The Science of Sleepy Driving
The Big Deal About Feeling Sleepy
For many of us, our days are about fitting in as much as we can from the time we wake up until we go to bed at night. From dealing with hectic work schedules to juggling busy family lives to having 24/7 access to technology and entertainment, sleep often falls to the bottom of the priority list.
That's why for a lot of people, feeling "sleepy" has become just another part of life and not that big of a deal. But did you know that investigators found that sleep deprivation was a major factor in a few major disasters, including the 1979 nuclear accident at Three Mile Island and also in the nuclear meltdown at Chernobyl? It's also been discovered that sleep deprivation played a role in the grounding of the Exxon Valdez oil tanker and the explosion of the space shuttle Challenger.
While the vast majority of us will never be in command of a space shuttle or oil tanker, most of us will get behind the wheel of a car during our lifetime. And statistics tell us that many of us will do this while deprived of sleep.
Sleepy Driving by the Numbers
According to the National Sleep Foundation, 60% of adult drivers, or about 168 million people, say they have driven while drowsy in the past year. More than one-third of people have actually fallen asleep behind the wheel.
The National Highway Traffic Safety Administration estimates that every year, 100,000 police-reported car accidents are the result of driver sleepiness. In reality, this number is likely higher, as it is difficult to link crashes to fatigue. Here are some other sleepy driving statistics:
- The Institute of Medicine estimates that drowsy driving is actually responsible for a full 20% of all motor vehicle accidents.
- That would make drowsy driving a factor in 1 million crashes, 500,000 injuries, and 8,000 deaths in the United States each year.
- About 15% of heavy truck accidents involve fatigue.
- Approximately 12.5% of crashes that end in hospitalization are caused by fatigue.
How Much Sleep Do We Need?
The amount of sleep a person needs depends on several factors, including age. Teenagers require about nine hours of sleep a night on average, and adults should get about seven to eight hours of sleep. Too little sleep results in a "sleep debt," and eventually your body will start demanding that you make up that debt.
While some people may feel that they can function just fine with five or six (or less) hours of sleep, researchers have found that getting less than six hours of sleep a night translates to a bigger sleep debt than you may realize. Over a two-week span, that debt adds up to the equivalent of two full nights of missed sleep. If you average only four hours of sleep a night for a few weeks, your brain reacts as though you haven't slept at all for three nights in a row.
Almost one-third of American workers get less sleep than the recommended seven to nine hours. According to the Centers for Disease Control and Prevention, 30% of people say they get six or fewer hours of sleep a day. People who work night shifts or work more than 40 hours a week are particularly at risk for sleep deprivation.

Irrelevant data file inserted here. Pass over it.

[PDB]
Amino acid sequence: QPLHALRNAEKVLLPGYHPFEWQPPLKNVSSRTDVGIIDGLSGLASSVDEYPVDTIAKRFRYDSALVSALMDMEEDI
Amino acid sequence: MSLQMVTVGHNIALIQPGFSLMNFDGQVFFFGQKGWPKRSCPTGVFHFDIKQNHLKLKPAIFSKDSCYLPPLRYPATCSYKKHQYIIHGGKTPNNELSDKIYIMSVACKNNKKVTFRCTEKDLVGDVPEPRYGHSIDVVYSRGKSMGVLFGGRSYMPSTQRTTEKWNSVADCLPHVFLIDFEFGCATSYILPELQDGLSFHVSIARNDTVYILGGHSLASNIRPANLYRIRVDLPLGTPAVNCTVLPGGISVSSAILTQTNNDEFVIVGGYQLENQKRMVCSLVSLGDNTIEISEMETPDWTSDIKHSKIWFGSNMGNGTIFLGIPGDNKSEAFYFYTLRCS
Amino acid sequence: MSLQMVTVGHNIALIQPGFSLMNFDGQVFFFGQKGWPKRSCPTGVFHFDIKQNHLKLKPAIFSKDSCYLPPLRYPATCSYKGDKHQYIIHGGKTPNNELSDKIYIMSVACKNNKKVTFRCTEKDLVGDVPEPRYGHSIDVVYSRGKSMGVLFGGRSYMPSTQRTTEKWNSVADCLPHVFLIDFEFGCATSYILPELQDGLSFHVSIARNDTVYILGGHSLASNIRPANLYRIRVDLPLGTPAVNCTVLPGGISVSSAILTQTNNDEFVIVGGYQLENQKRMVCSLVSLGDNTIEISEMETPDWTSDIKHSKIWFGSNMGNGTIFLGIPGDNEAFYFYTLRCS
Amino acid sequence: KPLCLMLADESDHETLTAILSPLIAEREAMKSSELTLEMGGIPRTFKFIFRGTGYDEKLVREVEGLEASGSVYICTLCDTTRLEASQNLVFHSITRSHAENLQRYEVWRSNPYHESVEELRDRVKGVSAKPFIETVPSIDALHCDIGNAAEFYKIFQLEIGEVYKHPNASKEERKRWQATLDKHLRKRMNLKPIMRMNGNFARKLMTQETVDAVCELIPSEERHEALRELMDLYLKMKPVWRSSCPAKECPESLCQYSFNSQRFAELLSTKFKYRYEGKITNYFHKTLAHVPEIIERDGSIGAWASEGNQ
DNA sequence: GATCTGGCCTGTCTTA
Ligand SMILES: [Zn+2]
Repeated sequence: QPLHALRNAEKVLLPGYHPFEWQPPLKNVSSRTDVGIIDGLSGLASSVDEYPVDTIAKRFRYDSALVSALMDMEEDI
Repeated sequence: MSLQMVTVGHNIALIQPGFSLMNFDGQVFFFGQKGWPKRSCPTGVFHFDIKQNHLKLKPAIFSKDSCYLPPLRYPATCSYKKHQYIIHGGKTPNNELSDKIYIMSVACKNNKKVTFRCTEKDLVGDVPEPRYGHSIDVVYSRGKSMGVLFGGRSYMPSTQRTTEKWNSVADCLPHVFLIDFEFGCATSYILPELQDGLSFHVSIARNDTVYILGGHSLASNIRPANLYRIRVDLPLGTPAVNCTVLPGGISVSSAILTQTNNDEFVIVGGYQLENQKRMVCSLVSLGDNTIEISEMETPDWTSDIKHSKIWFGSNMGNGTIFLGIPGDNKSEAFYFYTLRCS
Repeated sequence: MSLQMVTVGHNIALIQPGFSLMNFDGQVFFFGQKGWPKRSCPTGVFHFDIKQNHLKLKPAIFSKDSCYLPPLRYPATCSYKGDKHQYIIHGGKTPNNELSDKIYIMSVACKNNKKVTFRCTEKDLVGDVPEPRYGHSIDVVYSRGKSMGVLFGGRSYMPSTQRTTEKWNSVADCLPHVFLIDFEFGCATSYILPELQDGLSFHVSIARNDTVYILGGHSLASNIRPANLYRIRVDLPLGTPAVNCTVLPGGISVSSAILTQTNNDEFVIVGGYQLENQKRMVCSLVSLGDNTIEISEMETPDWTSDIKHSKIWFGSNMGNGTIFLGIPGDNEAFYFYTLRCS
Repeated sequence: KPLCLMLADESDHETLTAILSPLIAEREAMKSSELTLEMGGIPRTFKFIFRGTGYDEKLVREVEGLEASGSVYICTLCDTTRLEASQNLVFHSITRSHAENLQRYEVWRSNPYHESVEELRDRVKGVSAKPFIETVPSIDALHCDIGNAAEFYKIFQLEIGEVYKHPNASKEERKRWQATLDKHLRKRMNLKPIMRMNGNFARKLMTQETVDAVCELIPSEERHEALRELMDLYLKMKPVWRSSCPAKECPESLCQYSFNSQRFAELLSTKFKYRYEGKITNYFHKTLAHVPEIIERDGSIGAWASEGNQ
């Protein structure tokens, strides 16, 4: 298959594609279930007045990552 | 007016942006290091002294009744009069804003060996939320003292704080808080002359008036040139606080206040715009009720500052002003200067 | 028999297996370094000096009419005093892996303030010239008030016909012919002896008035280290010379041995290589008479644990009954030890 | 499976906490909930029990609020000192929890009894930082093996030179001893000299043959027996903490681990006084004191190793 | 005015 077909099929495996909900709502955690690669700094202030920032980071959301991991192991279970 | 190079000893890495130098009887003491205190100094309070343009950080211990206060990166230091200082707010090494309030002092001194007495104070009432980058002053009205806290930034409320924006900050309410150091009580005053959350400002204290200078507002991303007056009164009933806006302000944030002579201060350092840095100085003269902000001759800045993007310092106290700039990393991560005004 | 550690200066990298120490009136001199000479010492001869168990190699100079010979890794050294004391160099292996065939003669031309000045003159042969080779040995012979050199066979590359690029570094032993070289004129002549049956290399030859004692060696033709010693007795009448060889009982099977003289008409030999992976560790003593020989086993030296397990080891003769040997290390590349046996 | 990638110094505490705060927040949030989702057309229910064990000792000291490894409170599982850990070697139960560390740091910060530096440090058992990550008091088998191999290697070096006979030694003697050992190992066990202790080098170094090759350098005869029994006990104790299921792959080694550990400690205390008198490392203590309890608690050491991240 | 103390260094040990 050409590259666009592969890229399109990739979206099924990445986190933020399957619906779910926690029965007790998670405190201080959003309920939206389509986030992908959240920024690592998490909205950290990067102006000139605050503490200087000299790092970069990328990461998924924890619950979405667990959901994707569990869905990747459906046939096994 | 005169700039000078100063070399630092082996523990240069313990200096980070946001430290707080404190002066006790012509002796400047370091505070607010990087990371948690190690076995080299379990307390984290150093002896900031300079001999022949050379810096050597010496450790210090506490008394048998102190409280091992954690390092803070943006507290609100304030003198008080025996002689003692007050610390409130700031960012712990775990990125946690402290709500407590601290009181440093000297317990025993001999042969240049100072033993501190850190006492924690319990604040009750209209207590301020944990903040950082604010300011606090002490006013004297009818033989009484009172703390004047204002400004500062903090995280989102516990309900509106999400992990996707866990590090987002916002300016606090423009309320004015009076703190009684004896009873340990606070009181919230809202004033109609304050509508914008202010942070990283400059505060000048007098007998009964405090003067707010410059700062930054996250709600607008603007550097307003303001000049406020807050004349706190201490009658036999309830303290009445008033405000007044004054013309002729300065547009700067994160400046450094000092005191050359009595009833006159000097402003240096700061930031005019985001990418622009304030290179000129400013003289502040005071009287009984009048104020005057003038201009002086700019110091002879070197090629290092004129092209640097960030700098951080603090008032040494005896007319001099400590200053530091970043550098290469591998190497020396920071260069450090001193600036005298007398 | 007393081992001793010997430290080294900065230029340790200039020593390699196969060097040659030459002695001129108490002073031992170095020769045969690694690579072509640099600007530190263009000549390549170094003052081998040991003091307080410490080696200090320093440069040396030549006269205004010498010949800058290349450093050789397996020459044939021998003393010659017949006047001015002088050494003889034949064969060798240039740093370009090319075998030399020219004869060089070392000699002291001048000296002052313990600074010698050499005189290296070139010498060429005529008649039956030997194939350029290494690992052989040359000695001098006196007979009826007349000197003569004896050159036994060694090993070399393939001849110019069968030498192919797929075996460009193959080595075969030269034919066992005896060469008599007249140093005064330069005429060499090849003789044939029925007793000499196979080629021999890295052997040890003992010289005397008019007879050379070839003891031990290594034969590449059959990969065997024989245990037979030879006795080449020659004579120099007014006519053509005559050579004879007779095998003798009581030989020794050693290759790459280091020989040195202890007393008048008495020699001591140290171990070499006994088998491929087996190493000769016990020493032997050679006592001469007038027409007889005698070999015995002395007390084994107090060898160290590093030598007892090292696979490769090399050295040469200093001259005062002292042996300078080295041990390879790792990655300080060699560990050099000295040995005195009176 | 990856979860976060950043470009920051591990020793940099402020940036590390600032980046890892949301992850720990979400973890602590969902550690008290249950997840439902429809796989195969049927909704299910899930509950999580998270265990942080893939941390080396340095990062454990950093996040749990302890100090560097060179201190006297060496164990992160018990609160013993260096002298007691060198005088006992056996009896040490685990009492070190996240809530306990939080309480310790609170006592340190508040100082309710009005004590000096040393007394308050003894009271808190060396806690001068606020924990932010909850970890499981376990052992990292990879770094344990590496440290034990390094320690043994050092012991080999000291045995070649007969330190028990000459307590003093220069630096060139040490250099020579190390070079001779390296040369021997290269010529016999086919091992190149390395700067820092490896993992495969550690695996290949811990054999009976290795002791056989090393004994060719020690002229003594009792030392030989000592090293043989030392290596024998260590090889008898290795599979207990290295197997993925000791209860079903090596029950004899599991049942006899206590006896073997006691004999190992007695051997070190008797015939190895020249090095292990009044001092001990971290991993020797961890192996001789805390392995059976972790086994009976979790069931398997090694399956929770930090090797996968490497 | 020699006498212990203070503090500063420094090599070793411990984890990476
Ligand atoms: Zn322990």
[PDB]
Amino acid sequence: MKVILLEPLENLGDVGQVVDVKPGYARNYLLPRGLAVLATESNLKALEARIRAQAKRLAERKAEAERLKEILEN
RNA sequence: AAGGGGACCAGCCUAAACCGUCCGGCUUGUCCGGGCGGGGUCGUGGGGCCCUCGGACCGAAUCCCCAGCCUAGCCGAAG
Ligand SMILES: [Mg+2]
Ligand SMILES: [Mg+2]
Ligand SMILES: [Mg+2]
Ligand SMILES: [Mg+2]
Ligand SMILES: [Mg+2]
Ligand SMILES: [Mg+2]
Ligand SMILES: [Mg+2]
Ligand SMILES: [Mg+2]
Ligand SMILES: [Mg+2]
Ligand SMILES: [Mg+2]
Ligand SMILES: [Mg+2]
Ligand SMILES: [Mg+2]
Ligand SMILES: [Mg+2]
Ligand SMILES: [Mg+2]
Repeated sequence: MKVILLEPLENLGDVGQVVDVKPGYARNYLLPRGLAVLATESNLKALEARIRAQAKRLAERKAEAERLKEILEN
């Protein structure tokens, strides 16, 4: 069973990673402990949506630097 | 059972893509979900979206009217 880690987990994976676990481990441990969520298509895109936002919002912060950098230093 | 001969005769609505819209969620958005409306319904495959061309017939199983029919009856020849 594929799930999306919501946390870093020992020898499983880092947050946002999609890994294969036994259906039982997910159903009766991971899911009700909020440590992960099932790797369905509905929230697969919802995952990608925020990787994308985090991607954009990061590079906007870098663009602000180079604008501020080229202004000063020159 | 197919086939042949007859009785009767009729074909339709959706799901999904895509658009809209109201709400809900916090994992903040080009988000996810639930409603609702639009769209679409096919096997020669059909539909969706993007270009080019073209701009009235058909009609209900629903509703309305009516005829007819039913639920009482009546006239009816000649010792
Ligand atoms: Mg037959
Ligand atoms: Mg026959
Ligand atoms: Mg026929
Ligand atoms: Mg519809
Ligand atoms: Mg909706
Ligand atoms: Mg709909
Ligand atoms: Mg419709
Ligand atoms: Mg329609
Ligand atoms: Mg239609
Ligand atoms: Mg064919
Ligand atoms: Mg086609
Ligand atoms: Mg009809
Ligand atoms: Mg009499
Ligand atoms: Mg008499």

Why exactly we sleep is still something that scientists are trying to pinpoint. They have developed several theories, however, and one of those theories is that sleep "restores" functions that are lost or become depleted while we are awake. Among the areas that are restored is cognitive function.
The Effects of Sleep Deprivation
Sleep deprivation negatively affects your ability to focus and to access higher-level cognitive functions. Scientists have found that after a period of missed sleep, there is a noticeable change in brain activity that corresponds to a lower level of alertness, concentration, working memory, and logical reasoning.
When sleep deprived people were tested using a driving simulator, they performed as badly or worse than those who were intoxicated. Furthermore, a lack of sleep intensifies alcohol's effect on the body, so a tired person who drinks will become more impaired than someone who is well rested.
Researchers in Australia found that being awake for 24 hours created impairment equal to a blood alcohol concentration of 0.10%, higher than the legal driving limit. After 18 hours awake, a person is as impaired as if he or she were legally drunk.
What's most worrisome, scientists point out, is that many people are too tired to realize how sleep-deprived they are even though they are suffering from cognitive impairments that can put them – and others – at risk.
Signs You're Too Tired to Drive
The National Sleep Foundation identifies several signs that indicate you're too tired to drive. These include:
- Difficulty focusing
- Increased daydreams
- Yawning or frequent blinking
- Difficulty remembering the past few miles you've driven
- Drifting out of your lane
- Missing traffic signs
- Hitting the rumble strip
- Feeling irritable and/or restless
- Heavy eyelids
- Trouble keeping your head up
If you experience any of these signs of fatigue, you should pull over immediately to rest or change drivers. Opening windows and playing loud music aren't effective ways to stay alert.
Injured in a Car Accident?
From fatigue to distractions to dangerous weather conditions, there are many factors that can lead to a car accident. No matter how careful you are, there are other drivers on the road who may not take the same precautions. If you've been the victim of a car accident and have questions about your injuries and your legal rights, feel free to get in touch with us for a free legal consultation. We're available 24/7.
“Brain Basics: Understanding Sleep.” National Institute of Neurological Disorders and Stroke. July 24, 2015.
“Facts and Stats.” DrowsyDriving.org. 2015.
“Stats About Drowsy Driving Prove Being Tired Behind the Wheel is More Serious Than You Think.” The Huffington Post. November 4, 2014.
“Why Sleep Matters.” Healthysleep.med.harvard.edu. December 18, 2007.